Apple has been reported to be developing VR or ar head display for some time. Various reports and patent applications indicate that it may have many research directions. In a pair of patents granted to Apple by the U.S. patent and Trademark Office on Tuesday, Apple’s ar head display or future iPhone can use display light to track the movement of almost any surface, while finger devices may provide details of objects that users may touch to the system.

One of the advantages of AR head display is that it adds cameras to the settings. The same hardware can be used to perform object tracking and view the real-time position change of the object relative to the head display position. However, the resources required for object recognition and object tracking and the completion of orientation determination are a heavy burden for the system, so apple can solve this problem in these two new patents.

In the patent named “AV / VR controller with event camera”, apple put forward such an idea: the camera system does not necessarily need to track all pixels related to the tracked object at all times, and it only needs to track pixels when it only needs a rough check, so as to minimize the number of tracking. Apple proposed that the system would select specific pixels in the image related to the tracked object, and then provide readings of light intensity and other attributes. When the camera or object moves or changes its position, the change of light intensity of these pixels will exceed the set limit, which triggers the whole system to use more resources to search for the change of objects. In addition, the system can simply search for the same light spot instead of trying to detect the object. If there are multiple light points on the object, and the system only tracks these light points, it can use very few resources to determine the change of position and direction.

Although these light spots are easily reflected by ambient lighting on the object’s shell, Apple seems to be considering using light sources generated by other objects, such as LED indicator lights or display screens with display patterns. If it is the latter, as long as the screen is visible, it can provide sufficient positioning and direction data for the system. This light based reference point is not necessarily for visible light, because Apple suggests that the lighting mode can include non visible wavelengths. This will provide a hidden system that will not be seen by users, or a system that can be invisible and use different wavelengths of light, so that the system can work with multiple users or objects.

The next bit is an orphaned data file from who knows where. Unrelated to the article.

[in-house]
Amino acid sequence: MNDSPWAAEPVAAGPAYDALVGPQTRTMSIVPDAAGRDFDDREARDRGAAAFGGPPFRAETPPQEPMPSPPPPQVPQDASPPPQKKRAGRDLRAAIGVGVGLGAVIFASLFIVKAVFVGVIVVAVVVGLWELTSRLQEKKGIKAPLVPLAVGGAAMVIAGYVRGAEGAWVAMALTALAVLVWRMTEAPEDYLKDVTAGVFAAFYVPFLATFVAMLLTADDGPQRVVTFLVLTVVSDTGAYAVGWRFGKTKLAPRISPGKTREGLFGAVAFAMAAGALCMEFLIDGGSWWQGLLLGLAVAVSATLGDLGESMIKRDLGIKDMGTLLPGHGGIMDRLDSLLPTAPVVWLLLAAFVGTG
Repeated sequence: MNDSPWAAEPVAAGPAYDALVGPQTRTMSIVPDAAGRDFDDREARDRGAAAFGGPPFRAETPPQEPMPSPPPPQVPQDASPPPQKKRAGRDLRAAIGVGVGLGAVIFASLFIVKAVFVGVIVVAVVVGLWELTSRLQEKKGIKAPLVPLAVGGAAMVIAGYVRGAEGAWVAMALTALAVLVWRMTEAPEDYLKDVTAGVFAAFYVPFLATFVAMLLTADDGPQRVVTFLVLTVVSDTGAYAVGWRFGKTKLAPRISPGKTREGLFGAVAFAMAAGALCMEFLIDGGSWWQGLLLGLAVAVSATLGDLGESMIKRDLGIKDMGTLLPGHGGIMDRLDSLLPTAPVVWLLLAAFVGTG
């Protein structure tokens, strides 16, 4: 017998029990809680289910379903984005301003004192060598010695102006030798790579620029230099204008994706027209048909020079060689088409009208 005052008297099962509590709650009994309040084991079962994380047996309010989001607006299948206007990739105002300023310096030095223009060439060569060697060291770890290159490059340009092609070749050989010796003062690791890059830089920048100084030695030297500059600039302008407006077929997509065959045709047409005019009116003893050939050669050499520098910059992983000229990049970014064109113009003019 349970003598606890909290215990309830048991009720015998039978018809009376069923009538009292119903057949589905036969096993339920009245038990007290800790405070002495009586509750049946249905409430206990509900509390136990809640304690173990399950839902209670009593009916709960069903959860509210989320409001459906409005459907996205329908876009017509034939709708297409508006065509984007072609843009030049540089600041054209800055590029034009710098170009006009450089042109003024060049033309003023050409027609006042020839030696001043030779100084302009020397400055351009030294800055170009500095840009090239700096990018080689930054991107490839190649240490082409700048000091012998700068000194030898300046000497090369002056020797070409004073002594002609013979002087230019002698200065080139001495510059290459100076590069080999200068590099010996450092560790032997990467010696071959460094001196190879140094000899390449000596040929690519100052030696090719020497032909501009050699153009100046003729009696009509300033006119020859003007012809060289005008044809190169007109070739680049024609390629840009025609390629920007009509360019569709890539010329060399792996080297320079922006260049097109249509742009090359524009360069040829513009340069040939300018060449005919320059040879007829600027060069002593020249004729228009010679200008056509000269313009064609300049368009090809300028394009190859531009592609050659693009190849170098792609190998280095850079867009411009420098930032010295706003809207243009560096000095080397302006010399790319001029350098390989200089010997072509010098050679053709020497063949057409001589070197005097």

In the future, Apple's ar head display or iPhone can track finger changes through ray tracing

The second patent relates to data collection, which specifically covers how the system obtains user touch information. Such a system needs to know how to reproduce the feeling that users may feel when touching real-world objects, so that it can simulate the effect with tactile feedback tools. In the patent, “computer system with finger device for sampling object properties,” Apple proposed a device that uses a finger to detect features of real-world objects that users may come into contact with. The sensor in each finger device can read the effect of the real-world object surface, such as surface contour, texture, object color and pattern, acoustic properties and weight. When combined with other elements, such as the camera on the head display, the system will be able to collect a lot of data about the object, and then provide it to the user.

Although worn at the end of the finger, the patent shows that the user can still experience the feeling of touching an object, because the finger pad will remain unobstructed. The sensor can detect by touching protrusions extending beyond the fingertip, or by detecting changes in the way the user’s fingers touch the object. The collected data about objects can be compiled and archived for future use by the system, and may be shared as a database. This information can then be used with tactile feedback elements to simulate touching a user or other user’s object.

Apple submits a large number of patent applications every week, but although the existence of patent applications indicates the areas of interest in Apple’s R & D work, there is no guarantee that these ideas will appear in future products or services.

In the future, Apple's ar head display or iPhone can track finger changes through ray tracing


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